Lipstick and a tedious debate on a very important day
With Thursday being International Women’s Day, the timing of Monday’s article in AdNews was exquisite.
PR and corporate affairs a “pink ghetto” read the headline and in the story that followed we read concerns about the “rapid feminisation” of PR and “highly feminised corporate affairs”.
The article was from a 46 page report, Trends and Issues in Australian Corporate Affairs, on behalf of communications search and recruitment firm Salt & Shein. On display for all to read was “the delicate issue of a female-dominated industry in PR and corporate affairs”.
And the reaction here at Ogilvy, Australia’s largest PR organisation: Does anyone really care that much?
No doubt the unnamed “leading and most experience senior corporate affairs professionals” gave earnest and well-meaning responses when interviewed.
We have 130 people working at the five different companies which operate separately under the Ogilvy PR Australia umbrella. Those five companies are headed by four males and a female and I suspect the gender mix throughout the organisation is around 30/70, with females in the ascendancy. But the question again is: what does it matter?
There was a time when women – and people with different coloured skin or different religions or sexuality – were not considered for certain jobs. A time when factors other than ability determined what you did and how far up the chain of command you rose.
And until I read the AdNews story and the Salt & Shein report I thought those times had long gone. One of those anonymous interviewees says: “I don’t believe gender imbalance is good for any profession. I really worry that it makes us appear to be a bit of a ‘pink ghetto’, so that we’re perhaps taken less seriously by management.”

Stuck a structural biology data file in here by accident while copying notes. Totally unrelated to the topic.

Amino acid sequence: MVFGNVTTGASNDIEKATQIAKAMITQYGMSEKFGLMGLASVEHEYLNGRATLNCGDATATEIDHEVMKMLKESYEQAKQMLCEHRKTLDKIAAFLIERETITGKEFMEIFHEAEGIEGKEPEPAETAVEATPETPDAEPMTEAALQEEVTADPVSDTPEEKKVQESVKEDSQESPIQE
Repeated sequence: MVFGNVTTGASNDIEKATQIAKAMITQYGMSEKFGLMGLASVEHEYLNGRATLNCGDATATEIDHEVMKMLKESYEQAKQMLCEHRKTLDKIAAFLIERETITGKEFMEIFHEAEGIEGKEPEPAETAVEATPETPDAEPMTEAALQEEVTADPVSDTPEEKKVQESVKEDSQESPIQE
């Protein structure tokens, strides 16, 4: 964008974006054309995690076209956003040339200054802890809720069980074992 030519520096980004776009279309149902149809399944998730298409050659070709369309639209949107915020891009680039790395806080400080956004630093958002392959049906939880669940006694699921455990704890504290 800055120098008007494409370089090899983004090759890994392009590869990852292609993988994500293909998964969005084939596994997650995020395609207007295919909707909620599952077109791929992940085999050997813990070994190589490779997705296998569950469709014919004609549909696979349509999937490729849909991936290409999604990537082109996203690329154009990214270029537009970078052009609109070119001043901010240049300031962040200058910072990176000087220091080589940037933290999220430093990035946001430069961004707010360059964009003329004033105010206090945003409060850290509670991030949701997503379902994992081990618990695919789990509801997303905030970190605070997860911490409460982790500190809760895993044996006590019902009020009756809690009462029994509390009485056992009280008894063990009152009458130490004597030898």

At Ogilvy PR Australia we work for a large number of corporate organisations and my experience has been that it is the quality of advice – not the gender of the person giving that advice – that dictates the degree of seriousness with which management views us.
And when we talk to clients they really want to know just how we are responding to their needs. They want to know how we are going to be accountable for what we say we are going to do, how we can accurately measure success. They want to know that we understand integration, that we can advise them about new and emerging media channels, that we challenge them through our creativity and expertise.
They don’t want to know whether we wear lipstick!
And maybe, just maybe, the reason PR is not taken more seriously is that some in the industry seem to think “the delicate issue of a female-dominated industry in PR and corporate affairs” is important.
By Kieran Moore.